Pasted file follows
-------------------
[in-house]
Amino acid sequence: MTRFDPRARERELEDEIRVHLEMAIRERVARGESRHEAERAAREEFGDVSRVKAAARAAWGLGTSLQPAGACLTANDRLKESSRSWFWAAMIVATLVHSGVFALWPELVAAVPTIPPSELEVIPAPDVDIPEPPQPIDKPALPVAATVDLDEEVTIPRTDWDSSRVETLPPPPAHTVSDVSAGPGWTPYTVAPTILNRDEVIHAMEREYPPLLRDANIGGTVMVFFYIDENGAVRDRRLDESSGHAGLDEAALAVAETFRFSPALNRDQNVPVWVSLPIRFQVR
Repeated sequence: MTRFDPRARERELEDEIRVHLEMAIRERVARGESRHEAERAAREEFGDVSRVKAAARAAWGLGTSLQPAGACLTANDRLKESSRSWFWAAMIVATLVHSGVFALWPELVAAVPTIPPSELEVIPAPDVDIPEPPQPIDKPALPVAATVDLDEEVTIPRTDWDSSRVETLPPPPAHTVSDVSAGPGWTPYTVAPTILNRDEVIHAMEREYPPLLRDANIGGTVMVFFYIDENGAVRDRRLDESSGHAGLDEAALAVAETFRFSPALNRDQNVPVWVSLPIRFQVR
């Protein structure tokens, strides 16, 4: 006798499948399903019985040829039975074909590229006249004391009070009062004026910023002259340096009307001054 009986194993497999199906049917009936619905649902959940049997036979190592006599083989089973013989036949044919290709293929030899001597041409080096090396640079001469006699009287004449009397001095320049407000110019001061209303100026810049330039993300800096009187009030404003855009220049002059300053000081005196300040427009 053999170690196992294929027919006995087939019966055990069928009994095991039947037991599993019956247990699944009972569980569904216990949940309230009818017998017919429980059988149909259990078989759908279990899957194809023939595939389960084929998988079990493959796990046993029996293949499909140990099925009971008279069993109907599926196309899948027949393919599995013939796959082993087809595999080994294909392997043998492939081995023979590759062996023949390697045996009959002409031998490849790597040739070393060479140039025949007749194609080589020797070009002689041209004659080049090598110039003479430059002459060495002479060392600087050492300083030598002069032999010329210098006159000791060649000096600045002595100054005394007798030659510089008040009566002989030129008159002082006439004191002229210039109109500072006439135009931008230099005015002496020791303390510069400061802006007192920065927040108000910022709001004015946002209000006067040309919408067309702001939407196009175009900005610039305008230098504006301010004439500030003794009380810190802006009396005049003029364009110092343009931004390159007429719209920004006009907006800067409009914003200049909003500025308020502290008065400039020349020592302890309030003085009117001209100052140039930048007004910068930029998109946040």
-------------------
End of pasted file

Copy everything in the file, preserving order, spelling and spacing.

[in-house]
Amino acid sequence: MTRFDPRARERELEDEIRVHLEMAIRERVARGESRHEAERAAREEFGDVSRVKAAARAAWGLGTSLQPAGACLTANDRLKESSRSWFWAAMIVATLVHSGVFALWPELVAAVPTIPPSELEVIPAPDVDIPEPPQPIDKPALPVAATVDLDEEVTIPRTDWDSSRVETLPPPPAHTVSDVSAGPGWTPYTVAPTILNRDEVIHAMEREYPPLLRDANIGGTVMVFFYIDENGAVRDRRLDESSGHAGLDEAALAVAETFRFSPALNRDQNVPVWVSLPIRFQVR
Repeated sequence: MTRFDPRARERELEDEIRVHLEMAIRERVARGESRHEAERAAREEFGDVSRVKAAARAAWGLGTSLQPAGACLTANDRLKESSRSWFWAAMIVATLVHSGVFALWPELVAAVPTIPPSELEVIPAPDVDIPEPPQPIDKPALPVAATVDLDEEVTIPRTDWDSSRVETLPPPPAHTVSDVSAGPGWTPYTVAPTILNRDEVIHAMEREYPPLLRDANIGGTVMVFFYIDENGAVRDRRLDESSGHAGLDEAALAVAETFRFSPALNRDQNVPVWVSLPIRFQVR
């Protein structure tokens, strides 16, 4: 006798499948399903019985040829039975074909590229006249004391009070009062004026910023002259340096009307001054 009986194993497999199906049917009936619905649902959940049997036979190592006599083989089973013989036949044919290709293929030899001597041409080096090396640079001469006699009287004449009397001095320049407000110019001061209303100026810049330039993300800096009187009030404003855009220049002059300053000081005196300040427009 053999170690196992294929027919006995087939019966055990069928009994095991039947037991599993019956247990699944009972569980569904216990949940309230009818017998017919429980059988149909259990078989759908279990899957194809023939595939389960084929998988079990493959796990046993029996293949499909140990099925009971008279069993109907599926196309899948027949393919599995013939796959082993087809595999080994294909392997043998492939081995023979590759062996023949390697045996009959002409031998490849790597040739070393060479140039025949007749194609080589020797070009002689041209004659080049090598110039003479430059002459060495002479060392600087050492300083030598002069032999010329210098006159000791060649000096600045002595100054005394007798030659510089008040009566002989030129008159002082006439004191002229210039109109500072006439135009931008230099005015002496020791303390510069400061802006007192920065927040108000910022709001004015946002209000006067040309919408067309702001939407196009175009900005610039305008230098504006301010004439500030003794009380810190802006009396005049003029364009110092343009931004390159007429719209920004006009907006800067409009914003200049909003500025308020502290008065400039020349020592302890309030003085009117001209100052140039930048007004910068930029998109946040």